DFO stock solution 60 mL 

Acetone 50 mL 

2-Propanol 10 mL 




Procedure 



Xylene 

Petroleum ether 



50 mL 
830 mL 



1. Dip the paper containing latent prints into the freshly prepared solu- 
tion for 5 sec. 

2. Allow the paper specimen to dry for 30 sec. 

3. Repeat the dipping for another 5 sec (some indicate this step can be 
omitted) 

4. Heat the paper to 100°C for 10 min. 

5. View the surface under alternative light sources as follows: 

a. Video spectral comparator (VSC-1) using blue-green light 
excitation — Fluorescence can be observed through a 610-nm filter. 

b. A 12-W argon laser operated at 514 nm — Fluorescence can be 
observed through a 550- or a 610-nm filter. 

c. A mercury vapor lamp — Fluorescence can be observed through a 
546-nm filter. 

As noted above, Jungbluth 118 formulated DFO in a Freon substitute: 50 mg 
DFO is dissolved in 4 mL methanol and 2 mL acetic acid; then 94 mL Gene- 
solv 2000 is added. Geide 143 similarly formulated DFO in the Freon-substitute 
solvent t-butyl-methyl ether. He noted that the solvent is highly flammable 
and volatile and must be used with care in a hood. Bratton and Juhala 144 
described a sandwiching procedure in which the test item was sandwiched 
between DFO-treated filter papers and then subjected to 5% acetic acid 
“steam” (from a steam iron), to get around the problem of solvent-caused 
ink bleed on documents. 

Ninhydrin Analogues 

Almog, Hirschfeld, and Klug 145 synthesized several ninhydrin analogues: 
benzo [ e ] ninhydrin (2,2-dihydroxybenz [ e ] -indane- 1,3-dione), benzo [/] nin- 
hydrin (2,2-dihydroxybenz[/] -indane-l,3-dione), and 2,2-dihydroxy- 
5-chloro-6-methoxyindane-l,3-dione. These compounds were tested for 
their applicability to latent print detection. It was found that the ninhydrin 
analogues developed latent prints with a sensitivity similar to that of ninhy-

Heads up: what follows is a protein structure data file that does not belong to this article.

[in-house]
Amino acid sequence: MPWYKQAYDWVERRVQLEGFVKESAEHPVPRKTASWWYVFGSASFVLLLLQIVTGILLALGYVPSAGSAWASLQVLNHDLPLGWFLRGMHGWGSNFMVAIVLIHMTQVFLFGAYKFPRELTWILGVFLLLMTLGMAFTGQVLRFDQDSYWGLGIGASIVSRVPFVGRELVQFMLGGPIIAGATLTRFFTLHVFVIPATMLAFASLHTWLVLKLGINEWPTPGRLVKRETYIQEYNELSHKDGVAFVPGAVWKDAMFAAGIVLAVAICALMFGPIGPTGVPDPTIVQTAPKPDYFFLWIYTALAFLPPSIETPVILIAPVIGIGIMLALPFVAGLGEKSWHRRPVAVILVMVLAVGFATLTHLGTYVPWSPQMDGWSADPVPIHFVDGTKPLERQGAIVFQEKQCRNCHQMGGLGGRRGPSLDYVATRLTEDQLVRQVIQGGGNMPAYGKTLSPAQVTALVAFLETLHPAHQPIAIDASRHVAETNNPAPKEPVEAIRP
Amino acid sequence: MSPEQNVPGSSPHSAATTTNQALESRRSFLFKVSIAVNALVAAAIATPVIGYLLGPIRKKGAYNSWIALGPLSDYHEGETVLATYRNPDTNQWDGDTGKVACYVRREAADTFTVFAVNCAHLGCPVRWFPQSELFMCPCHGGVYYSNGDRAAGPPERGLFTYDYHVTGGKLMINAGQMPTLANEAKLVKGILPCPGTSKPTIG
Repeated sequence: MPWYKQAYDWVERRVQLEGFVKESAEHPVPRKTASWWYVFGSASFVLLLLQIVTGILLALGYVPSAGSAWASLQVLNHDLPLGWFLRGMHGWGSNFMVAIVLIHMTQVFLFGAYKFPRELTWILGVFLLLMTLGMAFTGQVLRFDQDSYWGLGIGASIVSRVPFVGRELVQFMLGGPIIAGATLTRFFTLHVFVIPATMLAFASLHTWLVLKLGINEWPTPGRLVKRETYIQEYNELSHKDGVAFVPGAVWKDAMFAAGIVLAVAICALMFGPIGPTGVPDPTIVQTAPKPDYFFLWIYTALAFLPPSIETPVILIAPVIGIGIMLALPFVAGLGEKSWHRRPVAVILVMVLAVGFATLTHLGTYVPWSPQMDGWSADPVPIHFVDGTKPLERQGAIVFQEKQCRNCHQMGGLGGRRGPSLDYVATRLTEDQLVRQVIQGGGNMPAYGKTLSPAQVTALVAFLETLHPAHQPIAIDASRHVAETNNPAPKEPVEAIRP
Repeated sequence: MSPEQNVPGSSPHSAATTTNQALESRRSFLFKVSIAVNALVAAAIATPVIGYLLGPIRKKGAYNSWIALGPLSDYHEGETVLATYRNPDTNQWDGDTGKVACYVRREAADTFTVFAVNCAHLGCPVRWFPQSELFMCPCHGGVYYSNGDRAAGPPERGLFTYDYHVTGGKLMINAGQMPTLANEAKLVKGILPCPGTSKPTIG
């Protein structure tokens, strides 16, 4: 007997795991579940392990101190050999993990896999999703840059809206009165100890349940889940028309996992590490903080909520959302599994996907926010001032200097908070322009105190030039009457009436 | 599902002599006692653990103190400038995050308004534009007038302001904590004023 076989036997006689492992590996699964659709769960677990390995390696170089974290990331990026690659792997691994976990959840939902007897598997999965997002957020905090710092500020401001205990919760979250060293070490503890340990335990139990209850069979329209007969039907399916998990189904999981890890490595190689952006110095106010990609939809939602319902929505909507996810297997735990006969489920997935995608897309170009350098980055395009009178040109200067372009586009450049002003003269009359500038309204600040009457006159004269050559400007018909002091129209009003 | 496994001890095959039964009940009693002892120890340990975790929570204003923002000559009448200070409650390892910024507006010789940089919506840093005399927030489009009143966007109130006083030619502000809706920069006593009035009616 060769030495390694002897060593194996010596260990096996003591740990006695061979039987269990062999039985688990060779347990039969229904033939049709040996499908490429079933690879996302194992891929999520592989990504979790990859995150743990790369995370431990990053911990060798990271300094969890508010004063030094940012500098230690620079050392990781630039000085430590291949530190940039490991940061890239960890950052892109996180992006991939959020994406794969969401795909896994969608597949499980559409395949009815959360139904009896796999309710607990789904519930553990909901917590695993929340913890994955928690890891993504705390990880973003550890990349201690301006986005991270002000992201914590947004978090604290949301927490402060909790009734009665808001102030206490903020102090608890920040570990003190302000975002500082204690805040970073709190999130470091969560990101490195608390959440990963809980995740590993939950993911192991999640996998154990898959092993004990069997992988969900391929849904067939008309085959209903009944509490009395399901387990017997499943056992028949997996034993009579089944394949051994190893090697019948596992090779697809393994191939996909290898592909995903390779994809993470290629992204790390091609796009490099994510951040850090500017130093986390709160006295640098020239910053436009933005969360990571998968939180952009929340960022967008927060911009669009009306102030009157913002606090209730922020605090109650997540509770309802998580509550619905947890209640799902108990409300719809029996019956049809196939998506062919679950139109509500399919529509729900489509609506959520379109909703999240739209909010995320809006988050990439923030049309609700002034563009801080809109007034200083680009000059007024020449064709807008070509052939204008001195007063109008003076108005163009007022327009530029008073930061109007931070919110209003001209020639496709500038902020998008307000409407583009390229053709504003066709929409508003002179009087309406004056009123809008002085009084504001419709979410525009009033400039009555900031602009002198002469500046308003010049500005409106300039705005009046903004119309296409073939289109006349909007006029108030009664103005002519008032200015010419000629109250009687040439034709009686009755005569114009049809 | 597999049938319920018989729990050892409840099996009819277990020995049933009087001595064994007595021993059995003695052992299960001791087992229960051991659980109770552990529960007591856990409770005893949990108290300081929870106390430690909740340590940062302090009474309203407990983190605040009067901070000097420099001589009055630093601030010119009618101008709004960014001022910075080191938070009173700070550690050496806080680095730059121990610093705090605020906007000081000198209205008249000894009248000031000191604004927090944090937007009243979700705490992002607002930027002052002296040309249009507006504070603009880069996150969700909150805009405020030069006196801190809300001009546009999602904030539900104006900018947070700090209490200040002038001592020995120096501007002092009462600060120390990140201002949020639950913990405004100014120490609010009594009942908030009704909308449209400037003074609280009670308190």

drin and that the quality of development was independent of the age of the 
latent fingerprints. Benzo [f ] ninhydrin performance in several solvent formu- 
lations was recently compared directly with ninhydrin, and found to be 
superior for certain surfaces, but not in the number of prints developed on 
actual exhibits overall. 146 




More recently, Almog et al. have synthesized and evaluated a series of 
both 4- and 5-aminoninhydrins. 147 Absorption and emission characteristics 
of the compounds were determined and part of the evaluation was based on 
the reaction of the compounds with alanine in solution. The 5-aminoninhy- 
drins were superior to the 4-amino compounds. However, the 5-amino com- 
pounds gave significantly slower development than either ninhydrin or 
5-methoxyninhydrin. It was noted that the 5-amino compounds might prove 
useful as direct fluorigenic reagents for developing latent prints on fluorescent 
surfaces that absorb in the 400- to 500-nm range and emit at 550 to 650 nm, 
precluding the use of ninhydrin or 5-methoxyninhydrin. 

Menzel and Almog have studied the fluorescent properties of the finger- 
prints developed by ninhydrin analogues when complexed with zinc chloride. 
They found that only benzo[/] ninhydrin complex fluoresced as intensely as 
the ninhydrin complex, and its absorption maximum is 530 nm. The neody- 
miurmyttrium aluminum garnet (Nd:YAG) laser emits light at 532 nm and 
is more effective than the argon ion laser, which has emission maxima at 
488 nm or 514 nm. 148 

Lennard et al. 149 have synthesized methoxy, chloro, bromo, and perinaph- 
tho derivatives of ninhydrin. They found that fingerprints developed by all 
of the derivatives have the same sensitivity as ninhydrin and photolumines- 
cent complexes that were formed on addition of zinc and cadmium salts. 

Almog et al. 150 synthesized 5-methylthio-ninhydrin derivatives and tested 
them next to other ninhydrin analogues and DFO. They showed superior 
luminescence properties when the reaction product was complexed with zinc. 
Cantu et al. 151 compared a series of ninhydrin analogues using a dried amino 
acid spot model and found thienof/] ninhydrin to be superior when com- 
plexed with zinc, thus providing further evidence that the sulfur-containing 
ninhydrin analogues exhibit superior luminescence properties when com- 
plexed with zinc.